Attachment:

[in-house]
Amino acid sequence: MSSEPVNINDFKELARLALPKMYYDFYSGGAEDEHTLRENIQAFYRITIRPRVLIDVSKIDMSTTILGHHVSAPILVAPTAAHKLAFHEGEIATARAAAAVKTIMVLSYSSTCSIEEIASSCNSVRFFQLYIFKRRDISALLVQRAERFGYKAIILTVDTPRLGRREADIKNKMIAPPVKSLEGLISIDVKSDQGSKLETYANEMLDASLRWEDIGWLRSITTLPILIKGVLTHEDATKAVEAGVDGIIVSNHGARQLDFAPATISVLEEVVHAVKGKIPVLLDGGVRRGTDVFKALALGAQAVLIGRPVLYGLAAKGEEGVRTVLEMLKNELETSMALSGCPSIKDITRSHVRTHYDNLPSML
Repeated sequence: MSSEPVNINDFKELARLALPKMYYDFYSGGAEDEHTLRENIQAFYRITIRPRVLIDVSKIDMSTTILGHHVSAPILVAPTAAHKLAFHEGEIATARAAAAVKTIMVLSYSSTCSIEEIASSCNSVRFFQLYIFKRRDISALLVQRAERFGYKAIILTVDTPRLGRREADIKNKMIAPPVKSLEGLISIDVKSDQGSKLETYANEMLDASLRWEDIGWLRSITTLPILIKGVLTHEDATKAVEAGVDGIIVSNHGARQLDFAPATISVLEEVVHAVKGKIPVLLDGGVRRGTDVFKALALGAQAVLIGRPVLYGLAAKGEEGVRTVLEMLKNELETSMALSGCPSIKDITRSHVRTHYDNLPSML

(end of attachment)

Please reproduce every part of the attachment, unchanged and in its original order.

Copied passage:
[in-house]
Amino acid sequence: MSSEPVNINDFKELARLALPKMYYDFYSGGAEDEHTLRENIQAFYRITIRPRVLIDVSKIDMSTTILGHHVSAPILVAPTAAHKLAFHEGEIATARAAAAVKTIMVLSYSSTCSIEEIASSCNSVRFFQLYIFKRRDISALLVQRAERFGYKAIILTVDTPRLGRREADIKNKMIAPPVKSLEGLISIDVKSDQGSKLETYANEMLDASLRWEDIGWLRSITTLPILIKGVLTHEDATKAVEAGVDGIIVSNHGARQLDFAPATISVLEEVVHAVKGKIPVLLDGGVRRGTDVFKALALGAQAVLIGRPVLYGLAAKGEEGVRTVLEMLKNELETSMALSGCPSIKDITRSHVRTHYDNLPSML
Repeated sequence: MSSEPVNINDFKELARLALPKMYYDFYSGGAEDEHTLRENIQAFYRITIRPRVLIDVSKIDMSTTILGHHVSAPILVAPTAAHKLAFHEGEIATARAAAAVKTIMVLSYSSTCSIEEIASSCNSVRFFQLYIFKRRDISALLVQRAERFGYKAIILTVDTPRLGRREADIKNKMIAPPVKSLEGLISIDVKSDQGSKLETYANEMLDASLRWEDIGWLRSITTLPILIKGVLTHEDATKAVEAGVDGIIVSNHGARQLDFAPATISVLEEVVHAVKGKIPVLLDGGVRRGTDVFKALALGAQAVLIGRPVLYGLAAKGEEGVRTVLEMLKNELETSMALSGCPSIKDITRSHVRTHYDNLPSML